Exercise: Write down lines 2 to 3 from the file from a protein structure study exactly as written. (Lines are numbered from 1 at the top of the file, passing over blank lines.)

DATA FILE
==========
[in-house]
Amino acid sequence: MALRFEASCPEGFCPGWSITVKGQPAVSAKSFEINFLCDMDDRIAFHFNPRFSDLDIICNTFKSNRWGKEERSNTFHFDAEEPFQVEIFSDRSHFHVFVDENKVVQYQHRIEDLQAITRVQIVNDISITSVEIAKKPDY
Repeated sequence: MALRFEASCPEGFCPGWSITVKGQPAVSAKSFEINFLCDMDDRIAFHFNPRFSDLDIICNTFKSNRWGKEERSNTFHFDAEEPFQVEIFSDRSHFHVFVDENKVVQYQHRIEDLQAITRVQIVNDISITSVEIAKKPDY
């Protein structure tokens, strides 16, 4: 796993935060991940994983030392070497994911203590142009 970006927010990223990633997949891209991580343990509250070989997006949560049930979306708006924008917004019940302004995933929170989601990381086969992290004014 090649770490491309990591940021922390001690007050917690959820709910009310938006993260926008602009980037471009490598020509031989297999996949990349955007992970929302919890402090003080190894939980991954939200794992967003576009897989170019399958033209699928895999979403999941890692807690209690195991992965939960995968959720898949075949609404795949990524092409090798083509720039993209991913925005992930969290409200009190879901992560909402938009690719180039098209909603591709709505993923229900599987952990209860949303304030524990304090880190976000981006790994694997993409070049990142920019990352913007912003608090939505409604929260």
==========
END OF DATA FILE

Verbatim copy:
Amino acid sequence: MALRFEASCPEGFCPGWSITVKGQPAVSAKSFEINFLCDMDDRIAFHFNPRFSDLDIICNTFKSNRWGKEERSNTFHFDAEEPFQVEIFSDRSHFHVFVDENKVVQYQHRIEDLQAITRVQIVNDISITSVEIAKKPDY
Repeated sequence: MALRFEASCPEGFCPGWSITVKGQPAVSAKSFEINFLCDMDDRIAFHFNPRFSDLDIICNTFKSNRWGKEERSNTFHFDAEEPFQVEIFSDRSHFHVFVDENKVVQYQHRIEDLQAITRVQIVNDISITSVEIAKKPDY